Helping You Write A New Story
Keeping a happiness journal is a terrific way to train yourself to keep to the sunny side. If all you do is make a daily list of, say, three things that made you happy, you’re going to increase your happiness. Yep, it’s that easy. But there are other things that you can do in your writing journals to take your happiness to a whole other level.
A brain dump is an easy and effective way to manage the clutter in your mind. All you need is a pen, paper, and 10-15 minutes to write down every abstract thought in your head. It's kind of like spilling the contents of a purse onto a table. Just dump it all out into a big disorganized pile.
Cool cats: like any other personal journal, a gratitude journal can be anything you want it to be. That said, read on for a few tips that will help you get the most from your gratitude journal.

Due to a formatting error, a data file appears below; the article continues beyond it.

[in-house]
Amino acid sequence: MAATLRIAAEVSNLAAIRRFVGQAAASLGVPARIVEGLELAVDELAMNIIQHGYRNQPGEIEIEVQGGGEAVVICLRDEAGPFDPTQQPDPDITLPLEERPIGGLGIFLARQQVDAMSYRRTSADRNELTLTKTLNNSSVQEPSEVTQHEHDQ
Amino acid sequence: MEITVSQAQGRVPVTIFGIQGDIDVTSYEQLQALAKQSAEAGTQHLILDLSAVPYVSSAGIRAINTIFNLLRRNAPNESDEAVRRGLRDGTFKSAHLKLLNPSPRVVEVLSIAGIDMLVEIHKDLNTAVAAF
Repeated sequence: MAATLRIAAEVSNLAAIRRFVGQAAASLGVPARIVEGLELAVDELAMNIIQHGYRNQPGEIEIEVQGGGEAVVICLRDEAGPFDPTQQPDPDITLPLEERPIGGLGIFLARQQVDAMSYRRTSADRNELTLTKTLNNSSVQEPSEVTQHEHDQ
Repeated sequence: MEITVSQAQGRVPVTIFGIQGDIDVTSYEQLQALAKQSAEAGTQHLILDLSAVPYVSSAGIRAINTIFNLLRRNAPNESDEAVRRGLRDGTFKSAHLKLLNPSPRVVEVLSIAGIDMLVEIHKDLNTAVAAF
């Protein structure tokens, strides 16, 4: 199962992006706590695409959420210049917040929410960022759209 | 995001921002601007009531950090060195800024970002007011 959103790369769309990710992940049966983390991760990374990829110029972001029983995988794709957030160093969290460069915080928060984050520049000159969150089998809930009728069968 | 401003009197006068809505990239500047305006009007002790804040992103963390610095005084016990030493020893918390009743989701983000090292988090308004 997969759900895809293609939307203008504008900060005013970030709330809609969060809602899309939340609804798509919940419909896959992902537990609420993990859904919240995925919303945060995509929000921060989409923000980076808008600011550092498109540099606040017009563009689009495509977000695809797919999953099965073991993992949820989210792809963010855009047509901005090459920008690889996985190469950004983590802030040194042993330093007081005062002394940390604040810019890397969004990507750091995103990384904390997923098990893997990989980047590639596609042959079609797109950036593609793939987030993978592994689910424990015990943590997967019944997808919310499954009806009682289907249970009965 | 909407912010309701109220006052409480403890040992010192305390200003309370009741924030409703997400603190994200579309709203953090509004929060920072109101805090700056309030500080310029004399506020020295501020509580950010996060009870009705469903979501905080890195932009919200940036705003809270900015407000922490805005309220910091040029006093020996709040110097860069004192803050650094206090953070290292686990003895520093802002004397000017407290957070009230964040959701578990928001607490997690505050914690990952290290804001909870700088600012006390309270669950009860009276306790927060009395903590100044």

Cool cats: no matter where you’re at with your own personal journal, a little inspo can go a long way. Luckily for you, I’ve already done the googling and can point you in the right direction. Read on, sparkly unicorns.
Journaling is such a valuable tool for working through grief that it's often part of professional grief therapy. That said, putting pen to paper while you're swimming in grief can be tough. We have some tips to help you over that hurdle.
Ryder Carroll developed the Bullet Journal® concept as a way to manage his attention deficit disorder. He chipped away it for over 20 years, honing it for his own personal use. He never intended to share it. But once he explained it to some friends, he realized that the system was highly customizable. And as each person adapted it to their own needs, their productivity soared.
Last week, I wrote a blog about how to start journaling. While researching and writing that piece, I was hit with some major inspo (a.k.a. “journal envy”).